Not-so-special economic zones. Pakistan

Tempo de leitura: 2 minutos

Global experience shows that Special Economic Zones (SEZs), geographically defined and delimited areas to set up manufacturing and services industries, can prove to be an important vehicle for attracting international and domestic investment, diversifying and boosting exports, creating jobs, reducing regional disparities and encouraging the transfer of technology.

By offering an attractive mix of policy and fiscal incentives to investors, governments often insulate them from the uncertain external business environment that governs the industry operating outside of these areas.

Like China, India and South East Asian economies, Pakistan has also strived for decades to develop such zones to woo investment. But none of these past experiments have succeeded. Even the SEZ Act 2012, which was amended in 2016 to make these zones attractive for investors, has failed to produce desirable results because of inadequate incentives and bureaucratic involvement in their creation and operation.

The situation calls for an immediate revision of the strategy if the country is to encourage the creation of, and attract investment in, the existing or planned SEZs — especially the ones notified under the China-Pakistan Economic Corridor (CPEC) to persuade Chinese firms to relocate their textile and other value-added, export-oriented units to the country – by providing utilities and offering meaningful policy and fiscal concessions to investors.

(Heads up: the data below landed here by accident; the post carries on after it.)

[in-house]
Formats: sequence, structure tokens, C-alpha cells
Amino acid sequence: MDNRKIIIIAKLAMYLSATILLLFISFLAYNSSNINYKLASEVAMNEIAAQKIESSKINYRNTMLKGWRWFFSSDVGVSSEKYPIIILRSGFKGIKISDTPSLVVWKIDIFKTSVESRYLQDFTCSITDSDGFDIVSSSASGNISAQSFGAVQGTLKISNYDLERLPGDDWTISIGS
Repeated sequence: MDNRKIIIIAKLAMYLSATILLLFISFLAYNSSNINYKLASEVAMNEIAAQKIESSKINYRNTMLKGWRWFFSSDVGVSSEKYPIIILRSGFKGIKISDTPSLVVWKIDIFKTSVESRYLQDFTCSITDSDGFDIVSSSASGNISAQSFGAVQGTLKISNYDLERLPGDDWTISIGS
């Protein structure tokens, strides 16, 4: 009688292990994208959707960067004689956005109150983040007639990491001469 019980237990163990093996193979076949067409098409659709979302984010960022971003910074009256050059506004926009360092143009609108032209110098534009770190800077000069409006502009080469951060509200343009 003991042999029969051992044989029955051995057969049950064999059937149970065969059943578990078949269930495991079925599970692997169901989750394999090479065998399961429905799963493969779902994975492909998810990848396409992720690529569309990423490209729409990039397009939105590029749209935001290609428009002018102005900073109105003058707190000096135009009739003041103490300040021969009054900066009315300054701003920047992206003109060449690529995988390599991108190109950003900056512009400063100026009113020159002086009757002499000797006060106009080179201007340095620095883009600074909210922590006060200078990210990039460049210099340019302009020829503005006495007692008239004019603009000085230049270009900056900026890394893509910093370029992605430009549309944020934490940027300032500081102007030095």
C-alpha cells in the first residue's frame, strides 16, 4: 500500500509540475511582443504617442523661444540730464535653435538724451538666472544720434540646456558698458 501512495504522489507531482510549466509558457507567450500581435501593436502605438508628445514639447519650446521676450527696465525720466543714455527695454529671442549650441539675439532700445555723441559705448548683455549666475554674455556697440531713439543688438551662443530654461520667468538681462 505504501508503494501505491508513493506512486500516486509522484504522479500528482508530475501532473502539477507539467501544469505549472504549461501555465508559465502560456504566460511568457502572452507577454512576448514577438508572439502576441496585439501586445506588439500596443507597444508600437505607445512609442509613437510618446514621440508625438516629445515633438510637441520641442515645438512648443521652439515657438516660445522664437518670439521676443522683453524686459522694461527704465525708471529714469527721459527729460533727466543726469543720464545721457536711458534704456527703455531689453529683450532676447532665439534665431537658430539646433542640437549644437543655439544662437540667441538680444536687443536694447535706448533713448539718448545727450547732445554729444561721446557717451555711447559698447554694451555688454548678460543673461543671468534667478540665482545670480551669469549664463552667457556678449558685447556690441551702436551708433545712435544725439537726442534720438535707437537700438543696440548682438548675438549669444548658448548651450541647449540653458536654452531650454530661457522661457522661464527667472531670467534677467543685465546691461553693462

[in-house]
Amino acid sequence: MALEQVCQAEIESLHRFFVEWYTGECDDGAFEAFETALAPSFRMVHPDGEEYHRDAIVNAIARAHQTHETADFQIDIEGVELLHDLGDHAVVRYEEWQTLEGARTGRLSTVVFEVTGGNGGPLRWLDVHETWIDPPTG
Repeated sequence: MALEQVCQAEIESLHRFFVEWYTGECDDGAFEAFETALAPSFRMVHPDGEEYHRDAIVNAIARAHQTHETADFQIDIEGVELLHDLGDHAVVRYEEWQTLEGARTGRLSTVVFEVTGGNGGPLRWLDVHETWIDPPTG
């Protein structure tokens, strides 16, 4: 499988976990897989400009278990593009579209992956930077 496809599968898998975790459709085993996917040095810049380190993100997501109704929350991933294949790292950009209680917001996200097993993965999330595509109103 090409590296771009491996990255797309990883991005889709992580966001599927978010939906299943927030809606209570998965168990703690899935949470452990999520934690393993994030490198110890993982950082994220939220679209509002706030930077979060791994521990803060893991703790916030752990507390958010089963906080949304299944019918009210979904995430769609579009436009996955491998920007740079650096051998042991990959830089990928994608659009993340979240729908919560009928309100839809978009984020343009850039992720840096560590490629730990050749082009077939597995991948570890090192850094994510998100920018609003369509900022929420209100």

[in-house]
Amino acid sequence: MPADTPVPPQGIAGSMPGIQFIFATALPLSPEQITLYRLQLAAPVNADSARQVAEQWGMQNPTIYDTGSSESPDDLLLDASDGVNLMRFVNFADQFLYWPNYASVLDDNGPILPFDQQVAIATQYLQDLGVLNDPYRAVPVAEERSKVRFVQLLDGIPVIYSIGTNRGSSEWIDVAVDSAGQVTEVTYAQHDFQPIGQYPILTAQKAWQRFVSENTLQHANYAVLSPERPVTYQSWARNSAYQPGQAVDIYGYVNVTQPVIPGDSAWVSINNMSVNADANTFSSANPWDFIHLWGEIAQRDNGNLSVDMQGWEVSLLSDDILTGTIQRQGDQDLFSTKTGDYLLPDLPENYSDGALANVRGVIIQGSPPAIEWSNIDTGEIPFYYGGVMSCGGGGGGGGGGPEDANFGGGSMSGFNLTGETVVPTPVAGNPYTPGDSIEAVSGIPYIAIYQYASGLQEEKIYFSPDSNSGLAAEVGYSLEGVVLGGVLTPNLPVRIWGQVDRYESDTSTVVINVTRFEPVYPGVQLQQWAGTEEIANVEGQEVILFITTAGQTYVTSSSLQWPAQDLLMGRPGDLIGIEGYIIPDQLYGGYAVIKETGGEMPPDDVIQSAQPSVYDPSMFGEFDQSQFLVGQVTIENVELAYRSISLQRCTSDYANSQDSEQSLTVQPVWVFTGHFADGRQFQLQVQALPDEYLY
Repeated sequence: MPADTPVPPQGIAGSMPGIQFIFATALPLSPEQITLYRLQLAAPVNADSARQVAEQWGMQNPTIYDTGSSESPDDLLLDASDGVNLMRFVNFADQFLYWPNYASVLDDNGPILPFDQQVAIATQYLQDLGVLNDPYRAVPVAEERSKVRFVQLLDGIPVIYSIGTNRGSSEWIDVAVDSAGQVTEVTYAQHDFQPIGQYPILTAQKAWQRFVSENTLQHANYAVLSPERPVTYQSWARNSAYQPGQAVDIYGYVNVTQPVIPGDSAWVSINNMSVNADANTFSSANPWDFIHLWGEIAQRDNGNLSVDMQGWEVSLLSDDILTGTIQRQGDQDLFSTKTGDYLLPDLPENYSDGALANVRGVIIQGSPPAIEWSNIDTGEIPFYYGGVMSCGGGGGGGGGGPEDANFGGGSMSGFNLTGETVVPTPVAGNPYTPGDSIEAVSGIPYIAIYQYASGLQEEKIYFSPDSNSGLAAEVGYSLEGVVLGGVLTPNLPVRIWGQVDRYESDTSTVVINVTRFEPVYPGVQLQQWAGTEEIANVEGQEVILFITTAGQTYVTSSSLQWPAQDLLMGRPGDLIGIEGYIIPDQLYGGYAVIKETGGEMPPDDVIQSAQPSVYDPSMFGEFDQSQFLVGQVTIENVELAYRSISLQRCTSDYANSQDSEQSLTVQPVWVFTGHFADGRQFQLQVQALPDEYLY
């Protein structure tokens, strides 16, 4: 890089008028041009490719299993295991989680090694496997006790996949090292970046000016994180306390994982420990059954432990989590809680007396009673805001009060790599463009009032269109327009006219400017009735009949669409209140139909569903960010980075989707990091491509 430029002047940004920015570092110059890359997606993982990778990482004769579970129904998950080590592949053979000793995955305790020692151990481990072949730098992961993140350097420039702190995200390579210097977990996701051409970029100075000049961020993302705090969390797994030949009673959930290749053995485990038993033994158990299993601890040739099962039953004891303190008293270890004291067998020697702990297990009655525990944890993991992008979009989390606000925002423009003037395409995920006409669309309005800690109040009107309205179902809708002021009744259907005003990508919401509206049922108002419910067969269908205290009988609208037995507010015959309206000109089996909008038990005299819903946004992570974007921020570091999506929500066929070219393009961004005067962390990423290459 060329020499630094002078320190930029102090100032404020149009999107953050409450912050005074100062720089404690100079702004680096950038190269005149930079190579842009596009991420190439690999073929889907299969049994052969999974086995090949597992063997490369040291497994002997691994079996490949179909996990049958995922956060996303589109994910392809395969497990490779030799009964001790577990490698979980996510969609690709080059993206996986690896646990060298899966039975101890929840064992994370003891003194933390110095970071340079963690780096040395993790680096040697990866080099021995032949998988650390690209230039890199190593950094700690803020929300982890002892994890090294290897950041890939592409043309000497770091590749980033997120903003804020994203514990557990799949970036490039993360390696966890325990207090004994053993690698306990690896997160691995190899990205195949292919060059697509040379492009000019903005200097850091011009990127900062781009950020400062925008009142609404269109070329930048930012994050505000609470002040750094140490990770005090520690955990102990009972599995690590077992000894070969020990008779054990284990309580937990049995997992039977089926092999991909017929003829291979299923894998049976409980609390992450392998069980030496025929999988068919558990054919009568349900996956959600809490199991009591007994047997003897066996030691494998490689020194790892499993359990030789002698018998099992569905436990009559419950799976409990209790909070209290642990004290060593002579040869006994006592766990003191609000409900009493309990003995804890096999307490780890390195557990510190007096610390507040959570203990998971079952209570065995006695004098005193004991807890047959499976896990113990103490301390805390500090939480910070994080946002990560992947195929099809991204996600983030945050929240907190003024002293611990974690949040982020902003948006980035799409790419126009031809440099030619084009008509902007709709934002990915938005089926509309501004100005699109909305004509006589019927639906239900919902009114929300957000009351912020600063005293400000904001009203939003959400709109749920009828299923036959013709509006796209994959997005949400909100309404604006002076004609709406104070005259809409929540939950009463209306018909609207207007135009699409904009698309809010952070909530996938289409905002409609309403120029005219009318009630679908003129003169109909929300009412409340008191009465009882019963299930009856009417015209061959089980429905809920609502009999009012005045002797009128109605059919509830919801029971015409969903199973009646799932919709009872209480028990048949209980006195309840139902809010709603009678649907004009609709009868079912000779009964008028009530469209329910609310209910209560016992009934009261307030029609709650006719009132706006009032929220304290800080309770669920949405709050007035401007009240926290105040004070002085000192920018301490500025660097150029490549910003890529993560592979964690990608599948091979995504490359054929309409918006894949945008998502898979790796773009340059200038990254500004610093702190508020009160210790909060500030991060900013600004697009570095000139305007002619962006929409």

In background interviews with Dawn, people involved in the development of SEZs under the CPEC initiative describe the procedure for their establishment as cumbersome and concessions offered to the investors inadequate. On top of that, the involvement of the Board of Investment (BoI) at every stage – from the approval of an SEZ to the selection of consultants/contractors for its development, allotment of plots to prospective investors and the approval of applications by investors for availing fiscal incentives allowed under the SEZ law – is frustrating and self-defeating.

As if that wasn’t enough, investors are also reluctant to invest in SEZs owing to the unavailability of utilities – power, gas and water. For example, some Chinese firms that bought plots in the under-construction Allama Iqbal Industrial City (AIIC), one of the three SEZs in priority under CPEC were reported to be delaying the construction of their facilities unless the management gave firm guarantees for the provision of electricity and other utilities.

A member of the board of management of the Punjab Industrial Estates Development and Management Company (PIEDMC) says successful SEZs around the world are managed and controlled ‘locally’ by their independent administrations and boards, offering affordable utilities and one-window operations.

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In Pakistan, however, the situation is quite the opposite. The involvement of numerous federal, provincial and local agencies, from the BoI to power distribution companies, gas utilities and water and sewerage agencies, defeats the very idea of insulating these zones from the country’s general business conditions.

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